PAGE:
PUBLICATION DATE: JULY 24, 2012
iberatorpicks up where Diviner left off. A deadly illness has been released and with only two exceptions, all humans will quickly be infected. The invading army from Major Four is poised to enter Starlight and fight for the slaves’ freedom. Taushin, is plotting to control Koren and destroy Cassabrie, while Cassabrie has her own plans to save her people. However, a new threat arises with the Benefile dragons who dispense their own questionable form of judgment. With dragons rising against dragons, humans fighting both illness and dragons, and with the fate of both Major Four and Starlight in the balance, Liberator is an intense, heart-pounding conclusion to the Dragon of Starlight series.
Finishing a series is always a little bittersweet. On the one hand I’m always glad to know how it ends, but on the other, I hate leaving characters that I’ve grown to love. Such is the case with Liberator. It’s a good conclusion to the series, but I’m certainly sad to say good-bye to the humans and dragons that have made up this tale.
I ultimately enjoyed Liberator, but it did take some time to really get back into the story. It has been almost a year since I finished Diviner and given my memory issues, it took some time for me to remember where all the characters were in the story. As a result, the first part felt a bit slow as I struggled to remember the objective of each character. Additionally, the large cast of characters is divided into groups and there are quite a few to keep track of. As a result, it took a while to feel a part of the story.
I love books with multiple, complex storylines, and this series has definitely excelled at adding and developing new plots. However, in this book, the numerous storylines become a bit of a distraction and a couple dropped off towards the end. Though it is obvious that each plot is coming towards a specific destination, each one is not treated equally, which makes parts of the book feel spread too thin and others given too much page time.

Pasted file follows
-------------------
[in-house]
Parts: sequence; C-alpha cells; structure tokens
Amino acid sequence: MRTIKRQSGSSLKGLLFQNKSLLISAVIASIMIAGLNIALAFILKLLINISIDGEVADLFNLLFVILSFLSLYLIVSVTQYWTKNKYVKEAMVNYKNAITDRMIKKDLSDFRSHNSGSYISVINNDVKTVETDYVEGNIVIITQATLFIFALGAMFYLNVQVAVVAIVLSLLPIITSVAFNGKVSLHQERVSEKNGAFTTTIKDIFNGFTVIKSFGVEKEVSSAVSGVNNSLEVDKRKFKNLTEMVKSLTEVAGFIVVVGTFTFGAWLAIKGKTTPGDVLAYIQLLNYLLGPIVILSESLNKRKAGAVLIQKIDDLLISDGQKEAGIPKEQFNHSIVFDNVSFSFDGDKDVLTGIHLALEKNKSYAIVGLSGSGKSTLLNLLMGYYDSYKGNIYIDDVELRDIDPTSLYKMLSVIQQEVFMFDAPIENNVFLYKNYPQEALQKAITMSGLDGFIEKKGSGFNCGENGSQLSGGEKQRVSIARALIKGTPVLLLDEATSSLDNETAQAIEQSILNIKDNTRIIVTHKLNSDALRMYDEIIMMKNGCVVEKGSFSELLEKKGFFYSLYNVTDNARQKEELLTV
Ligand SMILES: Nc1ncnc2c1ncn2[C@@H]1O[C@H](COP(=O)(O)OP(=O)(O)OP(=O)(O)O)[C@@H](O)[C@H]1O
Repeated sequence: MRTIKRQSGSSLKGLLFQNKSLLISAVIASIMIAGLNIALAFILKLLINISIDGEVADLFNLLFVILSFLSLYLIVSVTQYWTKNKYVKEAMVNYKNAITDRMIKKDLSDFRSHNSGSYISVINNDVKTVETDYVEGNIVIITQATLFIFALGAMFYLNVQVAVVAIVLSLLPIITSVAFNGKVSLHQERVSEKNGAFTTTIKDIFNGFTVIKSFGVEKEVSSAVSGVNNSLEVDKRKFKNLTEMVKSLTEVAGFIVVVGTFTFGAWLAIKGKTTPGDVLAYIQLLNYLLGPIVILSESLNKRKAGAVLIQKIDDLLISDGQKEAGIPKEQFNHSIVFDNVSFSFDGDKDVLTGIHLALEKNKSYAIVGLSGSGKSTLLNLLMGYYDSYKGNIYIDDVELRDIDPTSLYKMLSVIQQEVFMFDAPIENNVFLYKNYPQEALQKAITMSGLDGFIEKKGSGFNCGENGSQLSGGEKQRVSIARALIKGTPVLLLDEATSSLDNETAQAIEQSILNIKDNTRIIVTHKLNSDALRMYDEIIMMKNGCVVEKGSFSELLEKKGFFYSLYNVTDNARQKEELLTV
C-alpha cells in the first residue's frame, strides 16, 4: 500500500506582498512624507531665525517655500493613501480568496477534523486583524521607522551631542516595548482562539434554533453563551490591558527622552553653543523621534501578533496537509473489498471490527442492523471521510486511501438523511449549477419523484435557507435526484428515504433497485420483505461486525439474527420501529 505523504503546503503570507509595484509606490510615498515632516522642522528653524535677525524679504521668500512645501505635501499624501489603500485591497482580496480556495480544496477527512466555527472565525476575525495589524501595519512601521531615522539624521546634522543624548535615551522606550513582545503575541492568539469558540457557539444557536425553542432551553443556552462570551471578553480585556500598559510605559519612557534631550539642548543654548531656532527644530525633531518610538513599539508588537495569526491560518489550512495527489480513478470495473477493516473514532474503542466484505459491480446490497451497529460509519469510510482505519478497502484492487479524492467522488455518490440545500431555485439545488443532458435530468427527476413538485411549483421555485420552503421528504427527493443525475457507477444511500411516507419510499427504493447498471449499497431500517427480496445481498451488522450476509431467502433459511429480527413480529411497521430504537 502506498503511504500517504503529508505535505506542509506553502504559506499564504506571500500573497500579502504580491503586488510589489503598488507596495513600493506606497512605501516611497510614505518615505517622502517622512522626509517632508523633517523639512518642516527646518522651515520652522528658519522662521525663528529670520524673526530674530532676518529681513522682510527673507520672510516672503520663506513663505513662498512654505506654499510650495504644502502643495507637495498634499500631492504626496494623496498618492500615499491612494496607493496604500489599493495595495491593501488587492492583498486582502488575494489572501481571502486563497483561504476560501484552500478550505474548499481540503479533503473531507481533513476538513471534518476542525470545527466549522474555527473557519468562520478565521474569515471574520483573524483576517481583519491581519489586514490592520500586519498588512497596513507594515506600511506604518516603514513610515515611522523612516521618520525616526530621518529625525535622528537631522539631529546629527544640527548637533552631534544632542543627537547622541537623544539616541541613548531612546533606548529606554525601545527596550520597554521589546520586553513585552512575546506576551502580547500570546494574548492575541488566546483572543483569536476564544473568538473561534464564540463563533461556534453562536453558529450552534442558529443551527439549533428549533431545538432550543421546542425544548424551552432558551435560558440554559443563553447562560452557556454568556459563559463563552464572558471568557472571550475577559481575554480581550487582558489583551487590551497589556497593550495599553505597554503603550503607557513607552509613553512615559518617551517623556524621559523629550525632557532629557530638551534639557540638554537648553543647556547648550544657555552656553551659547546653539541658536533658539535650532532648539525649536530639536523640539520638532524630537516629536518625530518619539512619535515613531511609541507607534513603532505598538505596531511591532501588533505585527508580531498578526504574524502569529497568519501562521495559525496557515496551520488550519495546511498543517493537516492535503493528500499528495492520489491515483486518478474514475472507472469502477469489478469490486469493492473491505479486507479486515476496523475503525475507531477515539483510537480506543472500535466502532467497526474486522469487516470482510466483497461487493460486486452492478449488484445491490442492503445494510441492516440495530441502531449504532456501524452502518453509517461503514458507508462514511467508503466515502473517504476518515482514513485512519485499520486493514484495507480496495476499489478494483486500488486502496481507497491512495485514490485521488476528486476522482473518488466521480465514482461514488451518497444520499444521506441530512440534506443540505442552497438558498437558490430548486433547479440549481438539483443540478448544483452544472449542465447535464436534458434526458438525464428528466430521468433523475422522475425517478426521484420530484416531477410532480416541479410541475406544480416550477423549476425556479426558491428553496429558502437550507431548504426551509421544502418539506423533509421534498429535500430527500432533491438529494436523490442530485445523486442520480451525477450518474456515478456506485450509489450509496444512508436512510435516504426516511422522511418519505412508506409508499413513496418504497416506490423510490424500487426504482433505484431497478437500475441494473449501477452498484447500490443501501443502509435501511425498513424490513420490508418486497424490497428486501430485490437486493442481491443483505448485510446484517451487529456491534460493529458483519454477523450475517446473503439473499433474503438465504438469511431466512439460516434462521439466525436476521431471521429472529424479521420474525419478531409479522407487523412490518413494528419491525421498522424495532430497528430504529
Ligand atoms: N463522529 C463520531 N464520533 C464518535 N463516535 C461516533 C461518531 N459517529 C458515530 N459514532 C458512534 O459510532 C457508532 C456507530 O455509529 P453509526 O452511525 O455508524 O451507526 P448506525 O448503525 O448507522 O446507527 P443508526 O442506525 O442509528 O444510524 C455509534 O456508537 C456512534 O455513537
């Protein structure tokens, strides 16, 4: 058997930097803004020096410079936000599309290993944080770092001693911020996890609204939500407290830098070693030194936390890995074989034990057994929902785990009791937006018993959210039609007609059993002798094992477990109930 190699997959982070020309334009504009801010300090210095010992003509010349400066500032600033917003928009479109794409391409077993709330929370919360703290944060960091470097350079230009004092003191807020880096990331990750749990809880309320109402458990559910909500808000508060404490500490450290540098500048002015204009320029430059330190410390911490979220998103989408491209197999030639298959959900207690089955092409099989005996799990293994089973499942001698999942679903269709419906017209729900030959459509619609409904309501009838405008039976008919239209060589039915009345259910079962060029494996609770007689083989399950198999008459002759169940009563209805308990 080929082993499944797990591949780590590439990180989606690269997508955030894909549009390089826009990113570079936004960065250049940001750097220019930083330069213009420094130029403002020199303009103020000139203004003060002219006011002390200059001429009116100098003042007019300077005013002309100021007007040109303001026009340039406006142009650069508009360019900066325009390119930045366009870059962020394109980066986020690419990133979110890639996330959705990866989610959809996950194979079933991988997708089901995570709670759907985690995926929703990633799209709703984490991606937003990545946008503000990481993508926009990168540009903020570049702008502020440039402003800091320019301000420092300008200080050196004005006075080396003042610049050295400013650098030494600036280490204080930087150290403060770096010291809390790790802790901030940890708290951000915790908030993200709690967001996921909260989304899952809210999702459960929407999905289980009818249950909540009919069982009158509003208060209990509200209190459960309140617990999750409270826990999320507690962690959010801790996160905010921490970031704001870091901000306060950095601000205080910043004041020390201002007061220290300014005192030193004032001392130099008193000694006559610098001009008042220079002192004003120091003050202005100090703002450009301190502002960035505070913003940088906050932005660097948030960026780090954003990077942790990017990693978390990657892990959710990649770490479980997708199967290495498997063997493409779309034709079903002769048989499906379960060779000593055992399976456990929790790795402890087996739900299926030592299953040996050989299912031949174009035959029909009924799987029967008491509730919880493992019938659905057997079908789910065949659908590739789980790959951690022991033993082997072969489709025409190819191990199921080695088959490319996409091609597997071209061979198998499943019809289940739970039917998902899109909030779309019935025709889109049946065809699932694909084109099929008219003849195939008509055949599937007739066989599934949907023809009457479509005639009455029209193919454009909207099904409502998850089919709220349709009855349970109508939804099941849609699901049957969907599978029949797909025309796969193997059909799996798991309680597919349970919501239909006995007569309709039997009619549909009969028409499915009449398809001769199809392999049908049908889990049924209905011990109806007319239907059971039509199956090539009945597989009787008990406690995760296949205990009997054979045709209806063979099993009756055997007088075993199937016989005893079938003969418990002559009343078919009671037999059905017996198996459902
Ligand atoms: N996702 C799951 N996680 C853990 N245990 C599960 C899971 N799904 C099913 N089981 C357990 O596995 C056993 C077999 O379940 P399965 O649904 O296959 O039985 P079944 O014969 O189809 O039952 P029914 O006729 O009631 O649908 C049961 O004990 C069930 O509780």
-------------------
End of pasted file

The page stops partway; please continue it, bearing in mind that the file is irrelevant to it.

With all the different characters and plots, there is action galore. It feels as though someone is constantly facing attack or repelling attack. The dragons are in a battle for their life as are the humans. But with all the combat and action, there seems to be little focus on new story elements. For example, the Benefile dragons emerge as pivotal characters, but there isn’t a lot of information or background provided for them. I really want to know more about them as they seem very intriguing. I also missed some of the interesting background information that Davis included in the earlier books. While I’m all for non-stop action and tense suspense, I equally enjoy creative stories and I feel like a bit of that was missing in this book.
One area that Liberator (and this entire series) excels is with the presentation of spiritual themes. The underlining stories of freedom and choice, mercy and justice, and love and service are all beautifully incorporated into this series. Some of Davis’ best writing is between Alaph and Koren as she seeks to understand while resisting the path that’s been offered to her. Equally well presented are the ideas of justice and mercy and God working with our mistakes and poor choices. Though the fictional story is very entertaining, the spiritual themes are equally impressive.
I have very much enjoyed the Dragons of Starlight series. While I don’t think Liberator is quite as good as Warrior and Diviner, it’s a great conclusion to the series. With the excellent spiritual themes and non-stop action, fans of this series will be very pleased with this final book.